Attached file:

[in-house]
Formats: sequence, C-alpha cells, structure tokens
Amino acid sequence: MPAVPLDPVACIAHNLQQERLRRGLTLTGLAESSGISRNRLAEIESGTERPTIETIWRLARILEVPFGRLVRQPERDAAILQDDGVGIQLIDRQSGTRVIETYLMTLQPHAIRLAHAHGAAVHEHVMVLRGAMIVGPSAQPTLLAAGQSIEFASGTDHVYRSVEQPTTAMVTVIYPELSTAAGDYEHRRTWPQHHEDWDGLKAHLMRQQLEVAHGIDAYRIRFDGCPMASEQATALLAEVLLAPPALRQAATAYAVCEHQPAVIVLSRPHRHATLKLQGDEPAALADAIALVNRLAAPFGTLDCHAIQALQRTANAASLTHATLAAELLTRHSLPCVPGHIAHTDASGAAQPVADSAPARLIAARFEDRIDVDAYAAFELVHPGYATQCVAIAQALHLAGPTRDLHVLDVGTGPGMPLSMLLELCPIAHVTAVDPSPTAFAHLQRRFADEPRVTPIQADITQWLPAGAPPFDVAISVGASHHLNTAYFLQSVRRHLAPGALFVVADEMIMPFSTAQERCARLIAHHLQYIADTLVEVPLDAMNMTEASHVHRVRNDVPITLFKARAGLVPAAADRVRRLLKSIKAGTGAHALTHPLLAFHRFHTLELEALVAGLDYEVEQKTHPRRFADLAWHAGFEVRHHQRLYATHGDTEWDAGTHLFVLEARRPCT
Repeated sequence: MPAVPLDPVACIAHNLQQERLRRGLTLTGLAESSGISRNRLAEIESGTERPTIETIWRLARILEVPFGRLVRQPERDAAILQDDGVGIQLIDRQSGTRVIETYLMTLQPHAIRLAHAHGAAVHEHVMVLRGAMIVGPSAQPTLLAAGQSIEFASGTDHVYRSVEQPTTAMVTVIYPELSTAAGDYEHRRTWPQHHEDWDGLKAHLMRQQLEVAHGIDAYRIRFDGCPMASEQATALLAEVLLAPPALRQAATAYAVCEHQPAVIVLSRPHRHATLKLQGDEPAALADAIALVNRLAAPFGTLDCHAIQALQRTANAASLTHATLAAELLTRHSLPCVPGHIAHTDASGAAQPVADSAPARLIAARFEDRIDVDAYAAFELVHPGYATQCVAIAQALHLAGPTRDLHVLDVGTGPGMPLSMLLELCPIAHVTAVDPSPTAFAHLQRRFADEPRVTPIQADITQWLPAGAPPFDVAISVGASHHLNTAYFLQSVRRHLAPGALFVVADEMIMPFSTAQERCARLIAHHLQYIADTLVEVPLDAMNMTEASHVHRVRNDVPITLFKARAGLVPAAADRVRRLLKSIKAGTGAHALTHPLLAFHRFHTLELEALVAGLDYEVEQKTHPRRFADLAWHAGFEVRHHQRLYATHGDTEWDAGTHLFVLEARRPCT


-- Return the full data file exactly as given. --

[in-house]
Formats: sequence, C-alpha cells, structure tokens
Amino acid sequence: MPAVPLDPVACIAHNLQQERLRRGLTLTGLAESSGISRNRLAEIESGTERPTIETIWRLARILEVPFGRLVRQPERDAAILQDDGVGIQLIDRQSGTRVIETYLMTLQPHAIRLAHAHGAAVHEHVMVLRGAMIVGPSAQPTLLAAGQSIEFASGTDHVYRSVEQPTTAMVTVIYPELSTAAGDYEHRRTWPQHHEDWDGLKAHLMRQQLEVAHGIDAYRIRFDGCPMASEQATALLAEVLLAPPALRQAATAYAVCEHQPAVIVLSRPHRHATLKLQGDEPAALADAIALVNRLAAPFGTLDCHAIQALQRTANAASLTHATLAAELLTRHSLPCVPGHIAHTDASGAAQPVADSAPARLIAARFEDRIDVDAYAAFELVHPGYATQCVAIAQALHLAGPTRDLHVLDVGTGPGMPLSMLLELCPIAHVTAVDPSPTAFAHLQRRFADEPRVTPIQADITQWLPAGAPPFDVAISVGASHHLNTAYFLQSVRRHLAPGALFVVADEMIMPFSTAQERCARLIAHHLQYIADTLVEVPLDAMNMTEASHVHRVRNDVPITLFKARAGLVPAAADRVRRLLKSIKAGTGAHALTHPLLAFHRFHTLELEALVAGLDYEVEQKTHPRRFADLAWHAGFEVRHHQRLYATHGDTEWDAGTHLFVLEARRPCT
Repeated sequence: MPAVPLDPVACIAHNLQQERLRRGLTLTGLAESSGISRNRLAEIESGTERPTIETIWRLARILEVPFGRLVRQPERDAAILQDDGVGIQLIDRQSGTRVIETYLMTLQPHAIRLAHAHGAAVHEHVMVLRGAMIVGPSAQPTLLAAGQSIEFASGTDHVYRSVEQPTTAMVTVIYPELSTAAGDYEHRRTWPQHHEDWDGLKAHLMRQQLEVAHGIDAYRIRFDGCPMASEQATALLAEVLLAPPALRQAATAYAVCEHQPAVIVLSRPHRHATLKLQGDEPAALADAIALVNRLAAPFGTLDCHAIQALQRTANAASLTHATLAAELLTRHSLPCVPGHIAHTDASGAAQPVADSAPARLIAARFEDRIDVDAYAAFELVHPGYATQCVAIAQALHLAGPTRDLHVLDVGTGPGMPLSMLLELCPIAHVTAVDPSPTAFAHLQRRFADEPRVTPIQADITQWLPAGAPPFDVAISVGASHHLNTAYFLQSVRRHLAPGALFVVADEMIMPFSTAQERCARLIAHHLQYIADTLVEVPLDAMNMTEASHVHRVRNDVPITLFKARAGLVPAAADRVRRLLKSIKAGTGAHALTHPLLAFHRFHTLELEALVAGLDYEVEQKTHPRRFADLAWHAGFEVRHHQRLYATHGDTEWDAGTHLFVLEARRPCT